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Paris Saint-Germain may have improved in the Champions League over the past two seasons but a 2-2 draw away at RB Leipzig but did little to convince as potential winners.
While the old adage that an ability to win ugly makes a great champion, it’s now tempting to wonder what it is Mauricio Pochettino is actually doing (or is able to do) in the French capital.
Within 15 seconds from kick-off, PSG were clearing off the line and that kind of last-ditch defending continued for much of the opening twenty minutes.
Ironically, given the vast array of expensive talent on their books, it was former youth product Christopher Nkunku who opened the scoring with a bullet header from an Andre Silva cross in the eighth minute.
The visitors could have found themselves two goals down within 11 minutes, although Silva missed a penalty with a rather tame attempt.
Despite a frontline of Kylian Mbappe, Neymar and Angel Di Maria, it is midfielder Georginio Wijnaldum who PSG must thank. The former Liverpool man, who has previously complained about his lack of game time, finished off a brilliant team move in the 21st minute before heading home on the second-phase of a corner in the 39th.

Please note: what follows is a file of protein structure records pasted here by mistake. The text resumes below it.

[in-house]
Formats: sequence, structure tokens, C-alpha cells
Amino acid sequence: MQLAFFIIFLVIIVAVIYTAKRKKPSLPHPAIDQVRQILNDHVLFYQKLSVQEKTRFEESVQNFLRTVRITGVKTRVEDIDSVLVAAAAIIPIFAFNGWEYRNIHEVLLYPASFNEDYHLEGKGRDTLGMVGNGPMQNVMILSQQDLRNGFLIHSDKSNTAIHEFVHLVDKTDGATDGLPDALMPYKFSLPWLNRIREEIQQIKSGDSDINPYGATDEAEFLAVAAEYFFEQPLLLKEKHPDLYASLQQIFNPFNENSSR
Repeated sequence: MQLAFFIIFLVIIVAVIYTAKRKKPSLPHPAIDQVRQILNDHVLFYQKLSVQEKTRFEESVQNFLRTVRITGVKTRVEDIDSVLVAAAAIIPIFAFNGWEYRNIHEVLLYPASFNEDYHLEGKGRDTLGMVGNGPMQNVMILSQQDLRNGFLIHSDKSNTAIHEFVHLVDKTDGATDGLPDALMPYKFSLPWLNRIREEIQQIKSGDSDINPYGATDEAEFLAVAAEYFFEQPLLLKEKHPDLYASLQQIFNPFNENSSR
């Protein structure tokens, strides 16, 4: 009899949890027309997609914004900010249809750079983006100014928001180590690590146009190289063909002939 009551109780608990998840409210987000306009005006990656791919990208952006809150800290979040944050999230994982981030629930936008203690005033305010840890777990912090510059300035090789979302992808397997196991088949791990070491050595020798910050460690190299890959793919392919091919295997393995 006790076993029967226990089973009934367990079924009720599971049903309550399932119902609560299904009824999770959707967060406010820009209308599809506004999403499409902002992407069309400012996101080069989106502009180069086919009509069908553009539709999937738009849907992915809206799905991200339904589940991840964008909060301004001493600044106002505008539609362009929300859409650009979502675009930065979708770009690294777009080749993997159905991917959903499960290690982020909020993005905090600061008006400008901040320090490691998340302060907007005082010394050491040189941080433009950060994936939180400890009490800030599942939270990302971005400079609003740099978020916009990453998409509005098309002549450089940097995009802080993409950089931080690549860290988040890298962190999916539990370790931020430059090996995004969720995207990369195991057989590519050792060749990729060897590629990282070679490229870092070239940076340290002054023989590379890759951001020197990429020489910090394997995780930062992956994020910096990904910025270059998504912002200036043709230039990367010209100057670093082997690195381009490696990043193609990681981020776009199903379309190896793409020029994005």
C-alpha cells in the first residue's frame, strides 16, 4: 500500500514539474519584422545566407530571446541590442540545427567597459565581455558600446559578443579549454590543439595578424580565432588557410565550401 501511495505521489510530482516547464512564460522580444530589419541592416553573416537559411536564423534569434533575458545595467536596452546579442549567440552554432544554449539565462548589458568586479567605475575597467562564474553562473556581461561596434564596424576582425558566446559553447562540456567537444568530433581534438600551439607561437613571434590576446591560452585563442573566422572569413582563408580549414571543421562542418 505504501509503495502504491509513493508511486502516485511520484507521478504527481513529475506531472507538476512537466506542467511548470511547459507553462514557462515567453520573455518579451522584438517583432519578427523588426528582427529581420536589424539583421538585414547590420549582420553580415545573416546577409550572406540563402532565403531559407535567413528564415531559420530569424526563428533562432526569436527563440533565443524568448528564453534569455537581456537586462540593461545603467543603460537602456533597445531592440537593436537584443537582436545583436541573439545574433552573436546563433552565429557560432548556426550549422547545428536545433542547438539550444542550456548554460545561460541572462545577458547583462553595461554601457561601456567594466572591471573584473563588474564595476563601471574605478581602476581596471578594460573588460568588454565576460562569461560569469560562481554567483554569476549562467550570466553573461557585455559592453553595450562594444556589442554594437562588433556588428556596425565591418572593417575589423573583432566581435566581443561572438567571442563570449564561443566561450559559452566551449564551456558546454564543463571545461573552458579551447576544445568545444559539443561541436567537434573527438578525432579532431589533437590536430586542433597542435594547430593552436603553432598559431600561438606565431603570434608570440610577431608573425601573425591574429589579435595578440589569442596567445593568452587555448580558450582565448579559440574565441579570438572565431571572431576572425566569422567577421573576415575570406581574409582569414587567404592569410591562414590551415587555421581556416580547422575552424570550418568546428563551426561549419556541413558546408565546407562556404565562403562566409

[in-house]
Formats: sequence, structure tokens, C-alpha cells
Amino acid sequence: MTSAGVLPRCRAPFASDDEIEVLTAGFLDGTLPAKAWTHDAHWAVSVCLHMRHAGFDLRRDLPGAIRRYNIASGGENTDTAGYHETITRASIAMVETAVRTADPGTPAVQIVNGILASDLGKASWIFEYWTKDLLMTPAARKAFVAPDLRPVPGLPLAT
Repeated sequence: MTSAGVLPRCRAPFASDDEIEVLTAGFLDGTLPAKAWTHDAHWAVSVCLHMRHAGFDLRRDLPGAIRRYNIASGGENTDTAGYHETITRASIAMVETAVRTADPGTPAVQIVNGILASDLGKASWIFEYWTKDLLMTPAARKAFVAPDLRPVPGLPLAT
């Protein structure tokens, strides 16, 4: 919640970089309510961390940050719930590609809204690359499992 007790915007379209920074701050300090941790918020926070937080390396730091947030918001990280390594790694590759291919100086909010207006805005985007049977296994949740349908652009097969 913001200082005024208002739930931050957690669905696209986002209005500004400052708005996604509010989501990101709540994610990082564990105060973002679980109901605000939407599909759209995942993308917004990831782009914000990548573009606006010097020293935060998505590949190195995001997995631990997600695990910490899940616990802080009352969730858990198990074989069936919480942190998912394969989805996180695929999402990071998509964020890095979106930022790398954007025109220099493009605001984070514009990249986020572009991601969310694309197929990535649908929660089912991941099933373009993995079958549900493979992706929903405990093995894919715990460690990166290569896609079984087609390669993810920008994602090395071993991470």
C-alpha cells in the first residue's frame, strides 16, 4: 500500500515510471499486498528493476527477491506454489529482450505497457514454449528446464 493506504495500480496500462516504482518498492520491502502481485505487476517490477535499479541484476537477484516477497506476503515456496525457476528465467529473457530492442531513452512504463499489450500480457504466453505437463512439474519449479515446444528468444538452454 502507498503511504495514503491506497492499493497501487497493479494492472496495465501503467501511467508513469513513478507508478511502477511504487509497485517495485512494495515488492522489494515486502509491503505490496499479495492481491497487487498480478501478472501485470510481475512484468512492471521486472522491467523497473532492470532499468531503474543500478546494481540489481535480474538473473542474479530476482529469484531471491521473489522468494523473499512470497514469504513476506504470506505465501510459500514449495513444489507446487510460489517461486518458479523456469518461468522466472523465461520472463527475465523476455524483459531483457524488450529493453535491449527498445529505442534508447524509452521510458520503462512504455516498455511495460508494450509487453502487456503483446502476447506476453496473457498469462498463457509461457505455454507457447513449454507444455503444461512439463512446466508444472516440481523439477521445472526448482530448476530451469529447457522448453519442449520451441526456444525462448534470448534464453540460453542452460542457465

After from that, this was a game without any momentum after the early Leipzig siege. Niggling fouls, constant offsides and sloppy passing in the middle of the park stopped either team getting into full flow. Even after a late Dominik Szoboszlai penalty could spark some sort of life into proceedings.
Still, Pochettino has been in charge since January. At times during the first-half, it was Leipzig who better resembled his famous Tottenham team and, frankly, PSG could have been managed by any coach working in the top level of the game on Wednesday evening.
There was no style and only little substance. We’re getting to the stage where claiming you saw Pochettino’s gritty early work will sound like those of the millions of people who ‘saw’ The Beatles playing in The Cavern Club before they hit the big time.
Managing PSG does not look easy with even former boss Thomas Tuchel claiming he felt more like a governmental minister than a coach, such is the political nature of the club.
Still, almost a year on from his appointment, does anybody know what Pochettino wants his team to be?